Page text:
A recent opinion from the Eleventh Circuit Court of Appeals threatens to subject Alabama businesses to an increased number of questionable class actions under the Alabama Deceptive Trade Practices Act. These lawsuits are likely to be expensive to defend and difficult to defeat.
In Lisk v. Lumber One Wood Preserving LLC, the Eleventh Circuit ruled that private plaintiffs can bring a class action under the ADTPA in federal court – even though the ADTPA expressly prohibits them from bringing an ADTPA class action in state court.
The Lisk defendant, Lumber One Wood Preserving, supplies treated wood fencing to wholesalers who then sell to consumers. The Lisk plaintiff, Robert Lisk, purchased fencing from one of these wholesalers believing it would last 15 years. When it began to rot after three years, he sued Lumber One, alleging it sold the wood knowing that it was not treated and would not last.
Lumber One disputes this, of course, and has strong arguments that Mr. Lisk’s wood actually came from a different supplier, not Lumber One. Nonetheless, Lumber One was able to defeat Mr. Lisk’s lawsuit at a very early stage (before any discovery had occurred) based on the ADTPA’s class action prohibition.
Following this ruling, Lumber One must engage in costly discovery and briefing to prove that it has done nothing wrong, and there is a good possibility the lawsuit will not be covered by insurance. The facts of Lisk demonstrate the danger this decision poses to Alabama businesses.
The ADTPA prohibits a broad range of “deceptive” trade practices, including representing that products have characteristics that they do not have, selling products without disclosing known material facts, and any other practice that might mislead consumers. The ADTPA gives any consumer injured by a prohibited trade practice a private right of action and the opportunity to recover statutory damages and attorneys’ fees. However, the ADTPA expressly prohibits private plaintiffs from bringing an ADTPA class action. Instead, it reserves this powerful enforcement tool for the discretion of the Alabama Attorney General or district attorneys.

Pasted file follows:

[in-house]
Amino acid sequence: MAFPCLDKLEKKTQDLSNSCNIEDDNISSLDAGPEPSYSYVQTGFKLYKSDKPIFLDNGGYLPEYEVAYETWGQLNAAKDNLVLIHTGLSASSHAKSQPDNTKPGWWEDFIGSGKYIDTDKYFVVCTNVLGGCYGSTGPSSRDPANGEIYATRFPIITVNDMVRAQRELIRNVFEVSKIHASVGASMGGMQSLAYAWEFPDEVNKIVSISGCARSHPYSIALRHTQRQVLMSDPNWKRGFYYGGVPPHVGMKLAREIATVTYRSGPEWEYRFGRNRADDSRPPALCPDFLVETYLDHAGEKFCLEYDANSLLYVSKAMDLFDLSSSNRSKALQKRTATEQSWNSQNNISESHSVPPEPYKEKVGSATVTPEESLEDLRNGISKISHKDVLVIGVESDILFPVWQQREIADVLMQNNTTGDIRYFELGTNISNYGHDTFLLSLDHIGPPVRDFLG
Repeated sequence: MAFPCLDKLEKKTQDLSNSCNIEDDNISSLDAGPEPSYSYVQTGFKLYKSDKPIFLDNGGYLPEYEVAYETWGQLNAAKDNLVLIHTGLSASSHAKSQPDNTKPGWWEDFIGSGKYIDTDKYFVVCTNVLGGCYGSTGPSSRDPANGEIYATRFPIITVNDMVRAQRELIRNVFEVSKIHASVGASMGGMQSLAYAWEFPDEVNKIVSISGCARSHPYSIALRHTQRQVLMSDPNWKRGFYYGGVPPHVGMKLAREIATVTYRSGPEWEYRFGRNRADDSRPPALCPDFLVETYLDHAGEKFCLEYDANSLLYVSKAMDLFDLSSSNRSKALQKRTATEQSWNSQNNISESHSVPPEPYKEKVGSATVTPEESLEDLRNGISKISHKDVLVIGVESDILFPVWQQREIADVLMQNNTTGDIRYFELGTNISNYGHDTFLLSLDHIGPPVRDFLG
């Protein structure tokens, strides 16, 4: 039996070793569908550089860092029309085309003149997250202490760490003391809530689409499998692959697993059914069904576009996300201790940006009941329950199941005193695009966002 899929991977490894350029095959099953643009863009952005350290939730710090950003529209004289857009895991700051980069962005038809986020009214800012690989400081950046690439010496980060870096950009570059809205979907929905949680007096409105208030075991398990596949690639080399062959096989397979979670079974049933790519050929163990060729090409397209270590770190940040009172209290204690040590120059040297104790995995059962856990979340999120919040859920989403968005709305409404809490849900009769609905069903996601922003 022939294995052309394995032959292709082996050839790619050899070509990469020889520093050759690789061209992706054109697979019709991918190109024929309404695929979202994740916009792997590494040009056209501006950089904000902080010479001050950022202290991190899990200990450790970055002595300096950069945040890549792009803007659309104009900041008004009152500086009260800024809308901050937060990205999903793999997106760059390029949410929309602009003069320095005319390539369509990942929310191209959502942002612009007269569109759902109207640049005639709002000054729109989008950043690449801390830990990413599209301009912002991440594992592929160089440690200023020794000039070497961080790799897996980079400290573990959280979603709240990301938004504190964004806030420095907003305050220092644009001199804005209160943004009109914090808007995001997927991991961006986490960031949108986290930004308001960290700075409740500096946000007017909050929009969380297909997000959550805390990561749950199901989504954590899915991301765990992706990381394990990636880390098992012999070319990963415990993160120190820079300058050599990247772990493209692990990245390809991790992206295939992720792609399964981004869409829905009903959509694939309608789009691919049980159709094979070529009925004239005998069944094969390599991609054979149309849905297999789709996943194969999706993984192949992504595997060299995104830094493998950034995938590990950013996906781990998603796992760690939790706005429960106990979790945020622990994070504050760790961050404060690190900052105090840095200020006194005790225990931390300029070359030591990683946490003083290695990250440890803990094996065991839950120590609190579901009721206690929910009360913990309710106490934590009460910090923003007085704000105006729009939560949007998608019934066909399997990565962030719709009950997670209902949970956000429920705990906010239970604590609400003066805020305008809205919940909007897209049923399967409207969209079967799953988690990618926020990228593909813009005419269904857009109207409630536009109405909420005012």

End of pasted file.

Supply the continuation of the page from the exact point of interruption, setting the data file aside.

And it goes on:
Some states (such as Florida and California) have similar deceptive trade practices statutes and also allow private plaintiff class action lawsuits. In those states, plaintiffs often use the statutes to bring questionable class action lawsuits over conduct that has little or no impact on consumers.
In July, the Eleventh Circuit effectively changed Alabama law by ruling that the ADTPA’s class action prohibition was procedural rather than substantive and, therefore, did not apply in federal court.
If Lisk is allowed to stand, Alabama will likely begin seeing a proliferation of ADTPA class actions in its federal courts. While it is unclear at this time whether Lumber One will appeal the 11th Circuit decision to the U.S. Supreme Court, BCA is monitoring these developments carefully. A copy of the ruling is available here.
For more information or to share concerns, please contact BCA staff member Trevor Parrish email@example.com or 334-834-6000.